Preaching on Sunday morning is, for me, the most exhilarating part of my calling! I cannot wait to step into the pulpit at my church and deliver that which has been simmering in me for the past week (and, in essence, for my entire Christian experience!). The prayer, the study, the compilation—ultimately coming to fruition in prayerful delivery, aiming to be clear and to put the groceries on the bottom shelf.
Sunday afternoons, however, are more exhausting than at any other time of the week. I’m not in bad shape, mind you. I exercise, eat well, and have plenty of energy for the task to which Christ called me. So why do I feel exhausted?
Turns out I’m not alone! Faithful pastors all over feel this way after preaching on Sunday. Some outsiders may say that there is something unspiritual about the pastor who endures this. However, this is not so by and large.
So why do most pastors and preachers feel so exhausted after preaching?
It’s Work! It’s a labor of love, to be sure—but it’s still labor. Studies have shown that the energy used for preaching a 30 minute sermon is the equivalent of an 8-hour work day. Hours are spent the week prior in prayer, study, and more prayer and more study! The main priority of a pastor’s ministry is preaching—so much of our energy is put into this endeavor that an adrenaline builds up! The Spirit begins to work in the preacher as the preacher works out the Spirit’s message! While the Spirit at times just brings the message, He also intends to give us the ‘want-to’ to mine out what God’s Word has to say from a specific passage.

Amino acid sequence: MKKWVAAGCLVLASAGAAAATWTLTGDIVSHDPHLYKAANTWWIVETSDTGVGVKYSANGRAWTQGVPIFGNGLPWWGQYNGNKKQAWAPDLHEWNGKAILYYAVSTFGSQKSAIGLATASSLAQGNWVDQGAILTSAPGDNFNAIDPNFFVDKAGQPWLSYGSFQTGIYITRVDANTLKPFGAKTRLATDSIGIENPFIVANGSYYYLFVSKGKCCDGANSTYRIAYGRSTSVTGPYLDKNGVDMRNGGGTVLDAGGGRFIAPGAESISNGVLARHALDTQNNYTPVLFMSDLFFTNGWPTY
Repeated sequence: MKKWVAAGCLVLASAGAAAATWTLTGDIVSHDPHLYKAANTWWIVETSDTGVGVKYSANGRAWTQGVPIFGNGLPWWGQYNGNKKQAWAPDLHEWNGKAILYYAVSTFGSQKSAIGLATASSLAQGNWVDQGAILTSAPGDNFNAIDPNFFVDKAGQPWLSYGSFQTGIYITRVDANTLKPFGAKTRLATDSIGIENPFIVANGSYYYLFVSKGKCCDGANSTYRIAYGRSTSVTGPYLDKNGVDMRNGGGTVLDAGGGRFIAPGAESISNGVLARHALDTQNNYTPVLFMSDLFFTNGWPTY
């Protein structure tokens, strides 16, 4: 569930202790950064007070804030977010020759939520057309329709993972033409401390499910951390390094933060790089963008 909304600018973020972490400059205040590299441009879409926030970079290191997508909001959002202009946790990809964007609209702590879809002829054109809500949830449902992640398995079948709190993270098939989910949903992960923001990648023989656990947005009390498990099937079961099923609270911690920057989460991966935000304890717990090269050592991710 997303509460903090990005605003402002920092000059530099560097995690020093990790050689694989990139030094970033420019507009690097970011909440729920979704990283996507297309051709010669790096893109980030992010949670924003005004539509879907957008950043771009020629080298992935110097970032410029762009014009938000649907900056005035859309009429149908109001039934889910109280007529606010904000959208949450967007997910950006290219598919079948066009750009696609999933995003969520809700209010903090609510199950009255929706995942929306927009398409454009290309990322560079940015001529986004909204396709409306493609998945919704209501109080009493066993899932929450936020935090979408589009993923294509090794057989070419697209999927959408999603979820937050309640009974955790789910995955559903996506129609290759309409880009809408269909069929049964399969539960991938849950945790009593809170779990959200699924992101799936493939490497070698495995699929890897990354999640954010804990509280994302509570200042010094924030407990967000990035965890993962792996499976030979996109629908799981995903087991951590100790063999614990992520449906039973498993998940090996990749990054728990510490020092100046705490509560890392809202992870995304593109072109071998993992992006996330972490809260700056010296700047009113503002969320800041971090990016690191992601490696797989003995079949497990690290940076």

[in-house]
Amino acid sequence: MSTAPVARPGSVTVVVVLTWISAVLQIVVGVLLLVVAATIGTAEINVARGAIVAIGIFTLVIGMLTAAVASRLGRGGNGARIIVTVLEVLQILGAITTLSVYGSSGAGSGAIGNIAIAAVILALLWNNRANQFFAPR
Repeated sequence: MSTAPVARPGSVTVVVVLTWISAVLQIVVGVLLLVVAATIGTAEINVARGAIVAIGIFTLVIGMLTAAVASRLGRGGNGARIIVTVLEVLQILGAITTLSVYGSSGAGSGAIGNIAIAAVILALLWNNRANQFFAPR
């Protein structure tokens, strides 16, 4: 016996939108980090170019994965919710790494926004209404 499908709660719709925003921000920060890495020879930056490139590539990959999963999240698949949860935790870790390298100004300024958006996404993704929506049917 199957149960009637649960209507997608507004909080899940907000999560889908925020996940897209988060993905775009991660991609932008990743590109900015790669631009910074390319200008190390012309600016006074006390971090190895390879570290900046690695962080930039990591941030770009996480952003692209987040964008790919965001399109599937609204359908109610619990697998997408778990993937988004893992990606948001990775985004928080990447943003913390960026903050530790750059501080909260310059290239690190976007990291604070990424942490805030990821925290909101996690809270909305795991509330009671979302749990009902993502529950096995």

Passion! Preachers worth their salt are those who are passionate about Christ, the gospel, His Word, His church and the lost. Paul told the Corinthian church that “the love of Christ compels me’ (2 Corinthians 5:14). Preachers do not simply inform, their goal is to persuade to transform by the Spirit! While God is sovereign over all things, He uses His Word and the preachers as His instrument—His sovereign means to His sovereign ends.
Unforeseen Issues. When one goes to the drive-thru at the bank, there is a vacuum tube that carries the container from the bank to your car. Some pastors wish this were the case: a vacuum tube from their office to the pulpit and back again. But pastors are not just preachers, they are shepherds over sheep. And part of their task is not just to deliver the Word at the church’s appointed gatherings—it’s to minister to them outside of those times as well. With that is the probability that right before the sermon, or even right after the sermon, someone will bring up an problem or an issue (neutral or otherwise) that they urgently believe needs to be addressed right them. This takes steam out of the preacher if he’s not careful. While church members should be sensitive to the nature of preaching, preachers should also be sensitive to the needs of his congregation.
A Distrust in God’s Sovereignty in Preaching. Preachers become exhausted when they believe that the preaching is all about them: their skills, their preparation, their ability to turn a phrase, to engender the proper emotion in order to elicit their desired response, etc. Preaching is not all about you! It’s about the Spirit shaping the minister as the Spirit uses that minister to shape His message. Preachers who trust in themselves will lose sleep if they didn’t get that one illustration in, that one phrase turned, or didn’t get the desired response. Paul said that they planted and watered the seeds, but God causes the growth. Ministry is not about us—it’s about God-called men calling out God’s message to God’s people and to God’s world. He is the one who foreknows, predestines, calls, justifies, and glorifies in order to shape them into the fashion of His Son (Romans 8:29-30)! God uses imperfect vessels to do His perfect will! Trust Him over your own methods and means.
Any other reasons, preachers, why you tend to feel exhausted after preaching?